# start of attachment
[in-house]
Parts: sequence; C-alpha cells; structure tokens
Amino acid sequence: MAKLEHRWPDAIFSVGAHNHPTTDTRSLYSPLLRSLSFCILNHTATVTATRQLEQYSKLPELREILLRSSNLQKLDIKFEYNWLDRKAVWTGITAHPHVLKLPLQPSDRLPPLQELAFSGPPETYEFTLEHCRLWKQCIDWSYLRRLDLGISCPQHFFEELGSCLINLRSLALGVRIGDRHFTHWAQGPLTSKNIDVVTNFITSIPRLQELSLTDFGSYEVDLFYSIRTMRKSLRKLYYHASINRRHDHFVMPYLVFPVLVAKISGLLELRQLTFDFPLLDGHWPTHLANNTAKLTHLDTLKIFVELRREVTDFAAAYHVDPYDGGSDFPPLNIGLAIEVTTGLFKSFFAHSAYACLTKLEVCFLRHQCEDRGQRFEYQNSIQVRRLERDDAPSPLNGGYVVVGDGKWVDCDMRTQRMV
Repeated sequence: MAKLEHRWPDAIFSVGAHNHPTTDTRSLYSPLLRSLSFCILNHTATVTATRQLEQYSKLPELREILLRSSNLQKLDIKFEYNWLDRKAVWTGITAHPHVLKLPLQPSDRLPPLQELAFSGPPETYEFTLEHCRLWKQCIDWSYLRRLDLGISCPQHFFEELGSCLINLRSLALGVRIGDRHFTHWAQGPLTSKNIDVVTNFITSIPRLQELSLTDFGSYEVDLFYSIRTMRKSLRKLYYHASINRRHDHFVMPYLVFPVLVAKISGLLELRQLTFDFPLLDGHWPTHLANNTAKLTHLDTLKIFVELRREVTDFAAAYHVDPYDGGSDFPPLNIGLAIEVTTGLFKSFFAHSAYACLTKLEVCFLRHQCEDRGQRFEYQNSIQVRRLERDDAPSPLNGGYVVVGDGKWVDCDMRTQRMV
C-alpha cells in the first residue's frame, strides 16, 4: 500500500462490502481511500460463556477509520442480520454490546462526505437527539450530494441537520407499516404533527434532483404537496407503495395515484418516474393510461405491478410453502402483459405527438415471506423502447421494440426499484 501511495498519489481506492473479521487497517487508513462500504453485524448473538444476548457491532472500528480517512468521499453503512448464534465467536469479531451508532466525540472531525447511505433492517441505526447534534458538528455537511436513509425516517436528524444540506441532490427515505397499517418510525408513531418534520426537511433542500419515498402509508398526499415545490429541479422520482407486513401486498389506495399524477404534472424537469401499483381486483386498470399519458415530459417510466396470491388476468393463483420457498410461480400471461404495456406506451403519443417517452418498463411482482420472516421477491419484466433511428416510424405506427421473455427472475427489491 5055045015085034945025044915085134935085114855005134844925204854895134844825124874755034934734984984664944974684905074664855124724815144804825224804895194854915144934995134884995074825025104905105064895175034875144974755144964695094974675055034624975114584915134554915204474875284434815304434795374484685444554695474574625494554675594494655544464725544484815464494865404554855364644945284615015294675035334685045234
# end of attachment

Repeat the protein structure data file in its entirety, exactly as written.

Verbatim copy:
[in-house]
Parts: sequence; C-alpha cells; structure tokens
Amino acid sequence: MAKLEHRWPDAIFSVGAHNHPTTDTRSLYSPLLRSLSFCILNHTATVTATRQLEQYSKLPELREILLRSSNLQKLDIKFEYNWLDRKAVWTGITAHPHVLKLPLQPSDRLPPLQELAFSGPPETYEFTLEHCRLWKQCIDWSYLRRLDLGISCPQHFFEELGSCLINLRSLALGVRIGDRHFTHWAQGPLTSKNIDVVTNFITSIPRLQELSLTDFGSYEVDLFYSIRTMRKSLRKLYYHASINRRHDHFVMPYLVFPVLVAKISGLLELRQLTFDFPLLDGHWPTHLANNTAKLTHLDTLKIFVELRREVTDFAAAYHVDPYDGGSDFPPLNIGLAIEVTTGLFKSFFAHSAYACLTKLEVCFLRHQCEDRGQRFEYQNSIQVRRLERDDAPSPLNGGYVVVGDGKWVDCDMRTQRMV
Repeated sequence: MAKLEHRWPDAIFSVGAHNHPTTDTRSLYSPLLRSLSFCILNHTATVTATRQLEQYSKLPELREILLRSSNLQKLDIKFEYNWLDRKAVWTGITAHPHVLKLPLQPSDRLPPLQELAFSGPPETYEFTLEHCRLWKQCIDWSYLRRLDLGISCPQHFFEELGSCLINLRSLALGVRIGDRHFTHWAQGPLTSKNIDVVTNFITSIPRLQELSLTDFGSYEVDLFYSIRTMRKSLRKLYYHASINRRHDHFVMPYLVFPVLVAKISGLLELRQLTFDFPLLDGHWPTHLANNTAKLTHLDTLKIFVELRREVTDFAAAYHVDPYDGGSDFPPLNIGLAIEVTTGLFKSFFAHSAYACLTKLEVCFLRHQCEDRGQRFEYQNSIQVRRLERDDAPSPLNGGYVVVGDGKWVDCDMRTQRMV
C-alpha cells in the first residue's frame, strides 16, 4: 500500500462490502481511500460463556477509520442480520454490546462526505437527539450530494441537520407499516404533527434532483404537496407503495395515484418516474393510461405491478410453502402483459405527438415471506423502447421494440426499484 501511495498519489481506492473479521487497517487508513462500504453485524448473538444476548457491532472500528480517512468521499453503512448464534465467536469479531451508532466525540472531525447511505433492517441505526447534534458538528455537511436513509425516517436528524444540506441532490427515505397499517418510525408513531418534520426537511433542500419515498402509508398526499415545490429541479422520482407486513401486498389506495399524477404534472424537469401499483381486483386498470399519458415530459417510466396470491388476468393463483420457498410461480400471461404495456406506451403519443417517452418498463411482482420472516421477491419484466433511428416510424405506427421473455427472475427489491 5055045015085034945025044915085134935085114855005134844925204854895134844825124874755034934734984984664944974684905074664855124724815144804825224804895194854915144934995134884995074825025104905105064895175034875144974755144964695094974675055034624975114584915134554915204474875284434815304434795374484685444554695474574625494554675594494655544464725544484815464494865404554855364644945284615015294675035334685045234